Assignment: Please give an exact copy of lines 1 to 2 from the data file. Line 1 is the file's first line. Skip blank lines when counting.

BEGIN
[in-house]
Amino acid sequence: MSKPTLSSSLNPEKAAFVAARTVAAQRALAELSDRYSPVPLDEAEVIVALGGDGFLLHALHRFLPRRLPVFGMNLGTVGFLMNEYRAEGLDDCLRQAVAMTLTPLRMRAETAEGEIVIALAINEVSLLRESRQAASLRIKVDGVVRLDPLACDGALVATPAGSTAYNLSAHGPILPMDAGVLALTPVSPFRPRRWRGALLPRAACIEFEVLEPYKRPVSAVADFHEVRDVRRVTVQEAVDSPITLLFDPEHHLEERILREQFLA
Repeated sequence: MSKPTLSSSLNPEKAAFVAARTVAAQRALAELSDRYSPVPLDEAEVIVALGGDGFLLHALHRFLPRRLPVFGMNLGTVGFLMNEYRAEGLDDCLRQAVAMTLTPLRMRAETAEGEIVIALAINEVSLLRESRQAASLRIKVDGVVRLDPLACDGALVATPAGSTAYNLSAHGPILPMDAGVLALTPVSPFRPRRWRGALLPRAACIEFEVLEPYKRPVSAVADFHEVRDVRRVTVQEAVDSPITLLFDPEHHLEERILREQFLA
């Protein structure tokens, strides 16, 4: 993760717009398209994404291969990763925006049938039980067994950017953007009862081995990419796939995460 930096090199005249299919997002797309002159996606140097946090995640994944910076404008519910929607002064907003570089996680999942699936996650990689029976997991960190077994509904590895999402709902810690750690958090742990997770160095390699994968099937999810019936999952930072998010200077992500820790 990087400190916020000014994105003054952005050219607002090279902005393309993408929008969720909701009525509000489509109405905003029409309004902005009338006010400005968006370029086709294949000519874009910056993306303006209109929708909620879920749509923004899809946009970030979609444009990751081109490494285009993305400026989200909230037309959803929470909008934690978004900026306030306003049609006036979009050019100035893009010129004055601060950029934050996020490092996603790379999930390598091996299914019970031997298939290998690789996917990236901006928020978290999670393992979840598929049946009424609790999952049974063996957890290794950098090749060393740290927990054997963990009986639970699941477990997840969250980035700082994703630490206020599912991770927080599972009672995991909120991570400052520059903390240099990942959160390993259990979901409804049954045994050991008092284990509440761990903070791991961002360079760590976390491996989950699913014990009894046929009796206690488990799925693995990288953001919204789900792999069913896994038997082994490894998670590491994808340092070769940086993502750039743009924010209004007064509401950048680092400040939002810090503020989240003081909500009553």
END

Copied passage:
[in-house]
Amino acid sequence: MSKPTLSSSLNPEKAAFVAARTVAAQRALAELSDRYSPVPLDEAEVIVALGGDGFLLHALHRFLPRRLPVFGMNLGTVGFLMNEYRAEGLDDCLRQAVAMTLTPLRMRAETAEGEIVIALAINEVSLLRESRQAASLRIKVDGVVRLDPLACDGALVATPAGSTAYNLSAHGPILPMDAGVLALTPVSPFRPRRWRGALLPRAACIEFEVLEPYKRPVSAVADFHEVRDVRRVTVQEAVDSPITLLFDPEHHLEERILREQFLA